But what are we to do? How can we resist them?

WikiLeaks has given a new meaning to ‘surveillance society’. The tables are turned: this is surveillance by society of the workings of power and privilege.

Well we can’t do much unless we know what’s going on. We know something about the extent of lobbying in the US because it, at least, has minimal disclosure laws via a register of lobbyists. In Britain, such small attempts at transparency were rejected in 2009 in favour of ‘self regulation’ by the lobbying industry. ‘At the moment, we’ve no right to know who is lobbying whom and for what. We think the public should know who is influencing government decisions,’ says the Alliance for Lobbying Transparency.

It is calling for a mandatory register which shows who is lobbying and how much they are spending on it; a public record of all meetings between elected officials and lobbyists; and enforceable ethics rules and curbs on benefits in kind and gifts. It’s also campaigning against corporations gaining privileged access to MPs and government officials, and calling for an end to the ‘revolving door’ syndrome.

‘The best PR is never noticed,’ the saying goes, and corporations, lobbying firms and many politicians are keen to keep it that way. But thanks to individuals and groups who are prepared to blow the whistle, to dig the dirt and to expose the murky world of lobbying, people are beginning to sit up and take note. Across the world citizens’ groups and transparency activists are revealing that we are living in an era of largely uncontrolled corporate lobbying.

The corporate takeover of democracy is not just a paranoid nightmare of conspiracy theorists.

It affects all of us at every level of our lives. The food we eat, the medicine we use, the air we breathe, the wars fought in our name, how our natural resources are used, the temperature of our planet, how we spend our money, and how our money is spent for us by those who control the public purse.

At the same time governments and corporations know more about us and our habits than ever before and can use that information to their benefit.

The storm over WikiLeaks has shown, however, that even the most powerful cannot stop embarrassing information about their activities from flowing into the public domain. Equally significant is the massive public support that has sprung up for WikiLeaks, which has helped spread information and combat corporate and government attempts to silence and disable the website.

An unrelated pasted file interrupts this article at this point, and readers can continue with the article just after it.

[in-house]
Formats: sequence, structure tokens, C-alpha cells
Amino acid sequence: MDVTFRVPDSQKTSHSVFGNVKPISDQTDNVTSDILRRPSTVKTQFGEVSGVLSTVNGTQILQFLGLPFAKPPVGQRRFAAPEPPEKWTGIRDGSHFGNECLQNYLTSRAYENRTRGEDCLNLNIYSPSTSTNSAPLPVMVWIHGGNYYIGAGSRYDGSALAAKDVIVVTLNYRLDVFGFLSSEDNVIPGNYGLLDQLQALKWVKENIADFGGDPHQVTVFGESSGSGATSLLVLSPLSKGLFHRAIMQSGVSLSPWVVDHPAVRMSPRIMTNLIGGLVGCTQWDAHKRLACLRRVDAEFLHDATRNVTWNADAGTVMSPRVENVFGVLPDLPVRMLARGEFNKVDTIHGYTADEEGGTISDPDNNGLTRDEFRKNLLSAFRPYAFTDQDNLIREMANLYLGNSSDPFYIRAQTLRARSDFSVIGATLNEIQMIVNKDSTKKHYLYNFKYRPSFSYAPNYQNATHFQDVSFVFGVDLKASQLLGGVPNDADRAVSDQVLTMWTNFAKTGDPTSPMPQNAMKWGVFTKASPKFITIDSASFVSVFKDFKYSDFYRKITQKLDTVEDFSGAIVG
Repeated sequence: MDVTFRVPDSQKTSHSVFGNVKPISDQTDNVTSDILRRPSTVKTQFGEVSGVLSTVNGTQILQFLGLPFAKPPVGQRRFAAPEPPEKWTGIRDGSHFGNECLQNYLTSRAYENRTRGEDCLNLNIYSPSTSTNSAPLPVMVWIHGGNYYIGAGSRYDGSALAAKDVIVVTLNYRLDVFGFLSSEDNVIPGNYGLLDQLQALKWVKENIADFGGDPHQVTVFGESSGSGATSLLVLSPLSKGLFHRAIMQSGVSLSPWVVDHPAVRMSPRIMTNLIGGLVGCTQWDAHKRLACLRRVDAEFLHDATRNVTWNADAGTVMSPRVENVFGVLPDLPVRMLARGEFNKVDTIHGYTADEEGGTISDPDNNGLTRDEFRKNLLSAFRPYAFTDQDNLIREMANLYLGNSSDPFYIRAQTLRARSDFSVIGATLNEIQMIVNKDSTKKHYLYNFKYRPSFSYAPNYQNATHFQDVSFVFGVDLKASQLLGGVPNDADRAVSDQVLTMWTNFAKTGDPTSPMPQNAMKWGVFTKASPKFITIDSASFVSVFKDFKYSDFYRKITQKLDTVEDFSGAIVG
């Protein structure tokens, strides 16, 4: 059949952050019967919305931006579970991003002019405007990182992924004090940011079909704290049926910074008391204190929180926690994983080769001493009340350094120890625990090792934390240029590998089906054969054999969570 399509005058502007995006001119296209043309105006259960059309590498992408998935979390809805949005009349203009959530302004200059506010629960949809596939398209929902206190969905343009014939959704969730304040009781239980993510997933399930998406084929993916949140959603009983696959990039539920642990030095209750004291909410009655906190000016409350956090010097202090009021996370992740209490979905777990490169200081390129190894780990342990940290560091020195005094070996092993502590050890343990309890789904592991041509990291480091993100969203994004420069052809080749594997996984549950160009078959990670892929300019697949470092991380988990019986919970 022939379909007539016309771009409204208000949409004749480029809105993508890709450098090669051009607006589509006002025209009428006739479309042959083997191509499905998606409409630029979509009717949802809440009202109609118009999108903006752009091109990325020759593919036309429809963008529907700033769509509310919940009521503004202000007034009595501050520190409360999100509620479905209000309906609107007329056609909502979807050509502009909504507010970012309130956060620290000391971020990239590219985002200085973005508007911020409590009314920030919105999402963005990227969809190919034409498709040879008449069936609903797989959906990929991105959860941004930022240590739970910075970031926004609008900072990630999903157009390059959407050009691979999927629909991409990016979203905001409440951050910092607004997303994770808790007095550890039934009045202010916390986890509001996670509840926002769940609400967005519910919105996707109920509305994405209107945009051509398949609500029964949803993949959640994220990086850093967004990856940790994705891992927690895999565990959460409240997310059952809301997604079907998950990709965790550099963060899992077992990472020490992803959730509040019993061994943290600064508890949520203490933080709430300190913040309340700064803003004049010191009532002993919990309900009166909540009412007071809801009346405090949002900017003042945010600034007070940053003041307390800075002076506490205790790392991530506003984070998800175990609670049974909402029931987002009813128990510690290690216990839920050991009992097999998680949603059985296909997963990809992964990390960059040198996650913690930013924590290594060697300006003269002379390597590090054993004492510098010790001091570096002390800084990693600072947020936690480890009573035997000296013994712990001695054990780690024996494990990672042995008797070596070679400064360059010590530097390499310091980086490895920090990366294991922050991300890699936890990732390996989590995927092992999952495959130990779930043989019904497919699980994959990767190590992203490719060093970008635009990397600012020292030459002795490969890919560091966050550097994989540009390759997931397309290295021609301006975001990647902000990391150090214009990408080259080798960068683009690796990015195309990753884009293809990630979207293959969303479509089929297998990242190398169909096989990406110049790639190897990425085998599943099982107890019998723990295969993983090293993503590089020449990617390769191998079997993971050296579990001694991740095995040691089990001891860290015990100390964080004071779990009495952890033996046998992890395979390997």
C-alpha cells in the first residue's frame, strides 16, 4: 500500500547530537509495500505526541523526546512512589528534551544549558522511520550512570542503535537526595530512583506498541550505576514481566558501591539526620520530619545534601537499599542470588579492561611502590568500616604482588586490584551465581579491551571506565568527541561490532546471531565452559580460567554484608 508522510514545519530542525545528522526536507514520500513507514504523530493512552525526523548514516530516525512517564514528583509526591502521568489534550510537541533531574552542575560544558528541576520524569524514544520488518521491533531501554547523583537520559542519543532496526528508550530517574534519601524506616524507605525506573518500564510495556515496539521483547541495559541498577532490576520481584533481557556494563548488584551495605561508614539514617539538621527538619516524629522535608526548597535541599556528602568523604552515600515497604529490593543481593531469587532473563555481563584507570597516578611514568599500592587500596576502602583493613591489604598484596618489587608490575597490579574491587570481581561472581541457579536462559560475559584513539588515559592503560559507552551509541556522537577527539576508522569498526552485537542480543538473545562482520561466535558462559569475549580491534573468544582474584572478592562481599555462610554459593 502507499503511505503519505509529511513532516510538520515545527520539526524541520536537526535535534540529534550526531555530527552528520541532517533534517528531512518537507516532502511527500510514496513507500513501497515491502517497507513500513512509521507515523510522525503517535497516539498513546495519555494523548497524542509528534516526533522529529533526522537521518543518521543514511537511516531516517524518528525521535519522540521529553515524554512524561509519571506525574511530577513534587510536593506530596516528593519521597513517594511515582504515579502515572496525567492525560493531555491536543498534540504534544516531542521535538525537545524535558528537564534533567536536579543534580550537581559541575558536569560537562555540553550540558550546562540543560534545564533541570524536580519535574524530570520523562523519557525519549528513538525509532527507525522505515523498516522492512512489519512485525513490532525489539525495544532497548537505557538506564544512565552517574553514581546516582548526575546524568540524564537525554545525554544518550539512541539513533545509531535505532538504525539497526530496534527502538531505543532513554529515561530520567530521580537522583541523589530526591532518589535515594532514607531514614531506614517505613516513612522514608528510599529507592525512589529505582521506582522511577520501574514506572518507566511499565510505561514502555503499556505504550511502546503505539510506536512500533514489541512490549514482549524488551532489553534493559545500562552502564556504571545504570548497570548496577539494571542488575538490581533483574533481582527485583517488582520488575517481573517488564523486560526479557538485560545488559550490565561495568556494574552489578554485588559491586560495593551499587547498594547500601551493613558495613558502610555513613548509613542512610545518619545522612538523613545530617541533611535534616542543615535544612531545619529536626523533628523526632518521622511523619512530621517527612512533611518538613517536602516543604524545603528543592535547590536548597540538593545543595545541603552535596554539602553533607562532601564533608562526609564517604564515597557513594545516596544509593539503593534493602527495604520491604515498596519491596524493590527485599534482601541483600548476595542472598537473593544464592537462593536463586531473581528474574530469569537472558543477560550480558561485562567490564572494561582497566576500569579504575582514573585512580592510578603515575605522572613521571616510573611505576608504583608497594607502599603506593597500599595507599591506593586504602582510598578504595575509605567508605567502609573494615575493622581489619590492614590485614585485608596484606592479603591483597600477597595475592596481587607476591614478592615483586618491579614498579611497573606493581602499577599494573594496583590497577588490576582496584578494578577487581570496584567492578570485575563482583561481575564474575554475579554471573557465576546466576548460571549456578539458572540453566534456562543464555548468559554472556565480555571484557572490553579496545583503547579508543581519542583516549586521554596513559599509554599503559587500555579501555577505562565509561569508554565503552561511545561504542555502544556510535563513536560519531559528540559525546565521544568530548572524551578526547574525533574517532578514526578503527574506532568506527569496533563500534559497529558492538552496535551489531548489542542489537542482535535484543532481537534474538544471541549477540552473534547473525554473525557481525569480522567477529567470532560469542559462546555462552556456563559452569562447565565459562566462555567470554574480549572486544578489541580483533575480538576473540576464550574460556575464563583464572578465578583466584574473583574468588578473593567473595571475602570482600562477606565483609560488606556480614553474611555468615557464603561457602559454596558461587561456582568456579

WikiLeaks has given a new meaning to ‘surveillance society’. The tables are turned: this is surveillance by society of the workings of power and privilege.

Maybe David Cameron knew what he was talking about when he warned that the ‘next scandal’ would be the ‘too cosy relationship between politics, government, business and money’.

The work of exposing the scandalous reality of corporate lobbying is more than an exercise in impotent rage. It’s a vital and positive strategy to rescue what’s left of our democracy.

So, now (after a few Facts), over to our awards ceremony for the ‘10 Worst Corporate Lobbyists’. Hold your noses.


Keep tabs on what the corporates get up to on the quiet by checking out these fact-finding groups.


WikiLeaks (address may change)


Democracy For Sale
Hosted by the Green Party
Public Interest Advocacy Centre nin.tl/fUXcVp Tobacco Control Supersite nin.tl/fY3C9T


Corporate Watch
Alliance for Lobbying Transparency


The Council of Canadians


Corporate Europe Observatory www.corporateeurope.org
The Alliance for Lobbying Transparency and Ethics Regulations (ALTER-EU)
Transnational Institute


Center for Responsive Politics
PR Watch
Corp Watch

The coalitions Move to Amend.org and FreeSpeechPeople.org are calling for constitutional amendments to restrict corporate participation in electoral politics.

  1. The Guardian nin.tl/gWTvN1
  2. The Telegraph nin.tl/gOxiv0
  3. Huffington Post nin.tl/dZdFAY
  4. Wikipedia nin.tl/f8crgr
  5. Center for Responsive Politics www.opensecrets.org
  6. Sourcewatch nin.tl/hJkDvL
  7. Transnational Institute nin.tl/ePn93S
  8. Council of Canadians, ‘CETA and Corporate Lobbying’ , www.canadians.org
  9. PR Watch www.prwatch.org
  10. Sydney Morning Herald & The Age nin.tl/gNl19u
  11. PR Watch nin.tl/f9Hz0f
  12. New Yorker nin.tl/erxaH0
  13. The Guardian nin.tl/evwM24
  14. The Guardian nin.tl/eE3ZW8
  15. The Guardian nin.tl/e2Pz5f

New Internationalist issue 439 magazine cover This article is from the January-February 2011 issue of New Internationalist.